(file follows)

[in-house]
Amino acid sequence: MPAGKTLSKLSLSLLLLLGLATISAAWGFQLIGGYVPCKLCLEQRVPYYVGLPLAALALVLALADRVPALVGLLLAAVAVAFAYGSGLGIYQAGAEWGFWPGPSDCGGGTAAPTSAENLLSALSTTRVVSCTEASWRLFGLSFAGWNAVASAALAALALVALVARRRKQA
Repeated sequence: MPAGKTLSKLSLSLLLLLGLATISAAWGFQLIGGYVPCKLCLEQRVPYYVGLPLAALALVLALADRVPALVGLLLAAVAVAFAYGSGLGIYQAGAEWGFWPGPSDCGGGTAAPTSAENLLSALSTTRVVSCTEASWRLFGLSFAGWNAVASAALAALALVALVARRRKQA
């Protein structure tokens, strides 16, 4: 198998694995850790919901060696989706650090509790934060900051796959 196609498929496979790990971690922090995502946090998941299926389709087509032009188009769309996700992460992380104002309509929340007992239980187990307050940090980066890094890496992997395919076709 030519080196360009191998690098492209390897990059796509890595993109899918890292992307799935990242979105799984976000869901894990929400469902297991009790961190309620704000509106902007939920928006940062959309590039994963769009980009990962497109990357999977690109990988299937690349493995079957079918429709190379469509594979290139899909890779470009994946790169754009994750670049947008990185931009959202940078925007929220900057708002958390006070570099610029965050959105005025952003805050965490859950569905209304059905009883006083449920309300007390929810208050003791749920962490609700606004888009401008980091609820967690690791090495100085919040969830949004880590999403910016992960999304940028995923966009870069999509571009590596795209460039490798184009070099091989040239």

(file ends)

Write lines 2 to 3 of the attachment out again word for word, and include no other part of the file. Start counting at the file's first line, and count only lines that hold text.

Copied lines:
Amino acid sequence: MPAGKTLSKLSLSLLLLLGLATISAAWGFQLIGGYVPCKLCLEQRVPYYVGLPLAALALVLALADRVPALVGLLLAAVAVAFAYGSGLGIYQAGAEWGFWPGPSDCGGGTAAPTSAENLLSALSTTRVVSCTEASWRLFGLSFAGWNAVASAALAALALVALVARRRKQA
Repeated sequence: MPAGKTLSKLSLSLLLLLGLATISAAWGFQLIGGYVPCKLCLEQRVPYYVGLPLAALALVLALADRVPALVGLLLAAVAVAFAYGSGLGIYQAGAEWGFWPGPSDCGGGTAAPTSAENLLSALSTTRVVSCTEASWRLFGLSFAGWNAVASAALAALALVALVARRRKQA